However, while appreciating the expansion move, Russia has questioned the wisdom of excluding China from the forum as it puts a question mark on the representative character of the organisation. In a blunt statement, Moscow said that “if Trump wants to create an anti-China coalition and discuss the future of China, he may be disappointed. Few will support such an undertaking.”
South Korea, alive to her strategic sensitivity, too, has shown some hesitation. An official spokesperson said that while the US was a friendly country, China was a neighbour and that South Korea would like to be realistic.
As expected, Beijing reacted sharply to the American move. Foreign office spokesperson Lijian Zhao said, “Any attempt to seek a small circle against China is doomed to fail and is unpopular.” China feels confident she has many supporters world over.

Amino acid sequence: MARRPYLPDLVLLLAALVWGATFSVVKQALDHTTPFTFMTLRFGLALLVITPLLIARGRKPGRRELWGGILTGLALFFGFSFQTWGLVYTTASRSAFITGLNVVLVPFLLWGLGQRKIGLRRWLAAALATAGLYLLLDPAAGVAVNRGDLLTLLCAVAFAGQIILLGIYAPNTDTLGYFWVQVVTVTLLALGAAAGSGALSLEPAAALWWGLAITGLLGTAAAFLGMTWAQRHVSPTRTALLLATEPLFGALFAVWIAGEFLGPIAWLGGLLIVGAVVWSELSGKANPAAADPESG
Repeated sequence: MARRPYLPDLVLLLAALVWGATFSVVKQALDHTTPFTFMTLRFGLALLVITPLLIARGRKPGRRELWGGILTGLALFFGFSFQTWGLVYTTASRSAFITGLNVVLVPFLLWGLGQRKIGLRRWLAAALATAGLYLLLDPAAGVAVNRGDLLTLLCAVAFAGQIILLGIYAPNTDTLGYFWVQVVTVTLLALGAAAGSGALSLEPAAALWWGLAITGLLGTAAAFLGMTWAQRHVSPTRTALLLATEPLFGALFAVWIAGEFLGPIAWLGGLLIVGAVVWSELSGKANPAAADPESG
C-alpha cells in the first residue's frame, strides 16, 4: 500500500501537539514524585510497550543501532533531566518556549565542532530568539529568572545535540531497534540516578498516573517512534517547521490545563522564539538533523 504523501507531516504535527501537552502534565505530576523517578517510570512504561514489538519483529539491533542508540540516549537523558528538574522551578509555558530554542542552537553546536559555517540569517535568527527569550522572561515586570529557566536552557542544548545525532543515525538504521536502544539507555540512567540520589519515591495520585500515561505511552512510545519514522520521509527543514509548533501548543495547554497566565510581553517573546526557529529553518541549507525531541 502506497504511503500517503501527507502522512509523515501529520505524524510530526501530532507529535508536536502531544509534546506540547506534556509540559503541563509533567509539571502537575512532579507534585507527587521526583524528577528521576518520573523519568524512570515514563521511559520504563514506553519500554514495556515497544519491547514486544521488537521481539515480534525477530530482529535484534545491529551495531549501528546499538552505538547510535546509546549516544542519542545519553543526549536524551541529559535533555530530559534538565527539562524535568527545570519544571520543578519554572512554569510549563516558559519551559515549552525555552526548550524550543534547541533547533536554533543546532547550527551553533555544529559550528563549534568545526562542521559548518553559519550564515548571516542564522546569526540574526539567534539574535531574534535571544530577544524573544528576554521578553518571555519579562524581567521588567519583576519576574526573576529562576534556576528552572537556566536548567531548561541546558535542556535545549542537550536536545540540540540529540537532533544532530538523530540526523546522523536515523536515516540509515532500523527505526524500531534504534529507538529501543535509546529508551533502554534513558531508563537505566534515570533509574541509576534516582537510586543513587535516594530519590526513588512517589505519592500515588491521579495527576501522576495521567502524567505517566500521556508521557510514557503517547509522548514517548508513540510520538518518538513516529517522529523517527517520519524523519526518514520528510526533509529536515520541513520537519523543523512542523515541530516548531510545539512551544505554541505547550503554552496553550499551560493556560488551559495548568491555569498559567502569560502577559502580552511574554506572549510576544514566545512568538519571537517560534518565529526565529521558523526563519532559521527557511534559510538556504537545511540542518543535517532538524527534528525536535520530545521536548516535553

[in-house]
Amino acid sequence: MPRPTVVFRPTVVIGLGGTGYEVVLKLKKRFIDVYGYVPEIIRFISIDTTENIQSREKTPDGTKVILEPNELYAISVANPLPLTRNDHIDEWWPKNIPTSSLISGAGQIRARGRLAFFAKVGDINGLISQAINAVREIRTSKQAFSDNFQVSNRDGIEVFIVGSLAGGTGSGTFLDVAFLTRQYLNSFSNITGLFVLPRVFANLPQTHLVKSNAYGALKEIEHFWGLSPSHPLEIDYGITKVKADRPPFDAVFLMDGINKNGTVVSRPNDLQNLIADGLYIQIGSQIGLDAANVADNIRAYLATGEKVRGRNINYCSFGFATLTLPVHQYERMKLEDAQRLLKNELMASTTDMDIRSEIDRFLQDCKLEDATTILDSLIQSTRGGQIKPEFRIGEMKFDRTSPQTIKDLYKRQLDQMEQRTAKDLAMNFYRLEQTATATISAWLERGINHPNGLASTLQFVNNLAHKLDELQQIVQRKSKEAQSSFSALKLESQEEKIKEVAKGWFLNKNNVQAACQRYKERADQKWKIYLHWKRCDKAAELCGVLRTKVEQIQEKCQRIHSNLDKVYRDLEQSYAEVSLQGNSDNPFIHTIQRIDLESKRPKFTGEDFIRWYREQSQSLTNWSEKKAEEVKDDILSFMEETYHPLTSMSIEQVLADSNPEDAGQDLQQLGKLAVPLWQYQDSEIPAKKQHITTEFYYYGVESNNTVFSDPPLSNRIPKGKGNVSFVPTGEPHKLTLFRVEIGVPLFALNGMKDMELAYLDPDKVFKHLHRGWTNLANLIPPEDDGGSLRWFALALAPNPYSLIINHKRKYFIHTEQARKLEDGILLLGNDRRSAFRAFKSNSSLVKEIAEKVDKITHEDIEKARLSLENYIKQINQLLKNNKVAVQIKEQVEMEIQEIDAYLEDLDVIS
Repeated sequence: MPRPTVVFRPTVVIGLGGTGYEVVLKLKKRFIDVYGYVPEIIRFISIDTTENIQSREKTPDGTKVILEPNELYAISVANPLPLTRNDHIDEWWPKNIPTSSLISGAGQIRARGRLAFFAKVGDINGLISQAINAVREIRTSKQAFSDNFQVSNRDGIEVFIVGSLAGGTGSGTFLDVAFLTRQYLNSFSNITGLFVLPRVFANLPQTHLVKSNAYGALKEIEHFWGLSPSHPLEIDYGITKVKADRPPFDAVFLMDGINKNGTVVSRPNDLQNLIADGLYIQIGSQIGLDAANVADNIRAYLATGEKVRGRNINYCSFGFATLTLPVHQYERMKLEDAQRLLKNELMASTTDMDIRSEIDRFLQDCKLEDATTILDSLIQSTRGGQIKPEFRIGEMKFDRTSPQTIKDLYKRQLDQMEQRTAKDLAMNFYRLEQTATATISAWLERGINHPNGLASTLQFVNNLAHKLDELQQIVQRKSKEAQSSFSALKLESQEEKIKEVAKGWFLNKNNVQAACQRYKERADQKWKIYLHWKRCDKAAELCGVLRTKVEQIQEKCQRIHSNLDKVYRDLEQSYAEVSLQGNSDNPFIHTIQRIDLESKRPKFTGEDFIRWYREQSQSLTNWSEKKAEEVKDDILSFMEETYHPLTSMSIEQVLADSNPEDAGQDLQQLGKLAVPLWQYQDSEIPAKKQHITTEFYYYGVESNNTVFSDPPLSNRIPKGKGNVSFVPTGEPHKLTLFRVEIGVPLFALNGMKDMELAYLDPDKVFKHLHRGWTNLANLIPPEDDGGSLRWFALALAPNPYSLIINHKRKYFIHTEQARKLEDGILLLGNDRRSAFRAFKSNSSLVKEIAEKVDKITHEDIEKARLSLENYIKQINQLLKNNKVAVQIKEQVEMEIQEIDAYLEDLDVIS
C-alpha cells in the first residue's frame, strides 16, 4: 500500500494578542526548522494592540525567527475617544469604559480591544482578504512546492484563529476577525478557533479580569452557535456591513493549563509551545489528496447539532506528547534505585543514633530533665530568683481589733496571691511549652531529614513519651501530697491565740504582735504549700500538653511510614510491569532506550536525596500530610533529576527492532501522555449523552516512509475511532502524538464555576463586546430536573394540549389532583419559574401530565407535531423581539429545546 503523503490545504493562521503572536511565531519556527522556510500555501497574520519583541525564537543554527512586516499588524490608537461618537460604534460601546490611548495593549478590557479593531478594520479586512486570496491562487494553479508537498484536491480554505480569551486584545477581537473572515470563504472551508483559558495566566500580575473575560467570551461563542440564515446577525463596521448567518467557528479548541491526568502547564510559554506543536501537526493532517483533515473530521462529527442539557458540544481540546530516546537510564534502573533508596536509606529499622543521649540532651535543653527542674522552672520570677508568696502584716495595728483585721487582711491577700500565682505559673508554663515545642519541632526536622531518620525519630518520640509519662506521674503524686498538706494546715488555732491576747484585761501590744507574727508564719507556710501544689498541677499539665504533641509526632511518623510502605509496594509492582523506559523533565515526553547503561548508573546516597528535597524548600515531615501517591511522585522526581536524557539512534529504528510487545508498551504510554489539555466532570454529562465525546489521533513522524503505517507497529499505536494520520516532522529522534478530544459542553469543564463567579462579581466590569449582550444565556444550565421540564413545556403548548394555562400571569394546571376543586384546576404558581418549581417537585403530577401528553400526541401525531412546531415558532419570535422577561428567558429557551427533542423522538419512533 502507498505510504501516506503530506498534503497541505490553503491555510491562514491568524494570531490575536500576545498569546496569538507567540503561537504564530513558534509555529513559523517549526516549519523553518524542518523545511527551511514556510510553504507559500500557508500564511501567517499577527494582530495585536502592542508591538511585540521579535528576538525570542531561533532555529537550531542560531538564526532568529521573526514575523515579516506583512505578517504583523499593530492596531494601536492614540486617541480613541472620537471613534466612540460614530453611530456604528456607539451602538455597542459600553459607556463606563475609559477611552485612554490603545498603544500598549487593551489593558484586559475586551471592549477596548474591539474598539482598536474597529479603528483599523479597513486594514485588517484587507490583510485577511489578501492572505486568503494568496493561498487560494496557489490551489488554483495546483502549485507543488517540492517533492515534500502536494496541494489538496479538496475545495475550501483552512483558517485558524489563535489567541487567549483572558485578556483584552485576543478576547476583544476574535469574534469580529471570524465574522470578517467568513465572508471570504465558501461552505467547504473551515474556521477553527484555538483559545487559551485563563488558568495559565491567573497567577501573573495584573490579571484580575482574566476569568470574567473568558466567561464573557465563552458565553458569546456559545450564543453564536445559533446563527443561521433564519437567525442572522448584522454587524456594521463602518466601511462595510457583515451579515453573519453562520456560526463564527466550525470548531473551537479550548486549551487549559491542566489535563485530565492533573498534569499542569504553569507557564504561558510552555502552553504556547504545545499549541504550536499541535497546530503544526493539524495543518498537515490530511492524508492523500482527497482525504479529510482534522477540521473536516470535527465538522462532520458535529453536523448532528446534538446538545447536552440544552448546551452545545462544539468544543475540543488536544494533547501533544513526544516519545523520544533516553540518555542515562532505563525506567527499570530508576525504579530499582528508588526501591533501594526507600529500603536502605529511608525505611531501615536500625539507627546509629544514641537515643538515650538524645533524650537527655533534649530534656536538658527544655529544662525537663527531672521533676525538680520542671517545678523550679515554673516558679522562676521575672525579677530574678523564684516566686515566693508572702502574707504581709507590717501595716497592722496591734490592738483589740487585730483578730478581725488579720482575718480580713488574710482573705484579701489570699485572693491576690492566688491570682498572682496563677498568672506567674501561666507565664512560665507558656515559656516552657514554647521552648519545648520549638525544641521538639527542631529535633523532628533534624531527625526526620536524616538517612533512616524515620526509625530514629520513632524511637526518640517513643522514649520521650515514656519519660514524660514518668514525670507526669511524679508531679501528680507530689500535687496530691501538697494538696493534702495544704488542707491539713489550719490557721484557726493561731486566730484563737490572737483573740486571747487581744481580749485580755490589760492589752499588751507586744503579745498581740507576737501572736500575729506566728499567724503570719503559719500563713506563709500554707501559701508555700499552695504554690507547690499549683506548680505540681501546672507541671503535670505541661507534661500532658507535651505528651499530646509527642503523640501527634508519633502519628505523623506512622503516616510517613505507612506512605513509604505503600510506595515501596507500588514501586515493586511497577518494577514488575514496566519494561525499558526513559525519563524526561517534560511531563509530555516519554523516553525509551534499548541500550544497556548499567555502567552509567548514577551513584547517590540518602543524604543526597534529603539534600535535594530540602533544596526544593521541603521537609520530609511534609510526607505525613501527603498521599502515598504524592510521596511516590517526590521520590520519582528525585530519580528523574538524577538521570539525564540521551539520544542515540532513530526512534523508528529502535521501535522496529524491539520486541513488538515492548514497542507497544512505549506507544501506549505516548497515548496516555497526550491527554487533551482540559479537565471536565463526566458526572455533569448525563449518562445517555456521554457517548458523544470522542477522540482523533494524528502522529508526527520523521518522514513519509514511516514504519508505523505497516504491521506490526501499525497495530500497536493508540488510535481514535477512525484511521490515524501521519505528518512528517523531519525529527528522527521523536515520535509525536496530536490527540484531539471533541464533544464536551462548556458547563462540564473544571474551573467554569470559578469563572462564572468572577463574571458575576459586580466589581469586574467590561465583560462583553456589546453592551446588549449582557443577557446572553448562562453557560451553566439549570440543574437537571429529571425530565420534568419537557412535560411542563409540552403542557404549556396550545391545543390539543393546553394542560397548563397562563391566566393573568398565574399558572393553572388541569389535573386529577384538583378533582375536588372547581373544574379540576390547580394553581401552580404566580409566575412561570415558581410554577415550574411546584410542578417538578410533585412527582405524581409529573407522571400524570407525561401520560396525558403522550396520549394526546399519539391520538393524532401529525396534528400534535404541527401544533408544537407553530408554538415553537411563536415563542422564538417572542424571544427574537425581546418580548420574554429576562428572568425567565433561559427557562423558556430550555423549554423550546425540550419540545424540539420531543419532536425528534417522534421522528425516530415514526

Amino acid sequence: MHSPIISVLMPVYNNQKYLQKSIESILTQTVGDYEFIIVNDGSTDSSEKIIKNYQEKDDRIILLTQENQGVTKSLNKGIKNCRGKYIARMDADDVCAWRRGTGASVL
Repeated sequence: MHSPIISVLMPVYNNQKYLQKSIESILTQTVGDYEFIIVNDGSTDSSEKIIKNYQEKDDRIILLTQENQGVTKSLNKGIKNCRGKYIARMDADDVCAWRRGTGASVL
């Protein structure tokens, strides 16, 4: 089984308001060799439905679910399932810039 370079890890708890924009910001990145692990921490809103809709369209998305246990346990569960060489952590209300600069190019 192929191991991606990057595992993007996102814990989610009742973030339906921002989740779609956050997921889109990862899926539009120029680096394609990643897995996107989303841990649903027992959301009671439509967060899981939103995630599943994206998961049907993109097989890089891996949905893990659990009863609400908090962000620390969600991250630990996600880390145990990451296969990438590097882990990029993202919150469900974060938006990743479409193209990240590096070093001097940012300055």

A careful analysis of the issue reveals some hitches inherent in the idea of expanding the organisation. For example, the United Kingdom had, at one time, proposed a G-7+3 meaning Australia, India and South Korea. The immediate trigger for the UK’s idea was concern over cybersecurity given the Huawei controversy and the need to reduce dependence on China for 5G technology. Following the US' imposition of additional sanctions against Huawei, the National Cyber Security Centre has been looking after the impact on the UK's networks. The UK has categorically rejected Russia's inclusion and has even threatened to use a veto option if any attempt is made to bring in Russia.
Canada, too, objects to Russia's inclusion arguing that Moscow has been showing scant respect for the international law. France and Germany, two important members of the EU and also of the G-7, are not enthusiastic about the expansion idea of G-7 nor are they convinced of the wisdom of isolating China.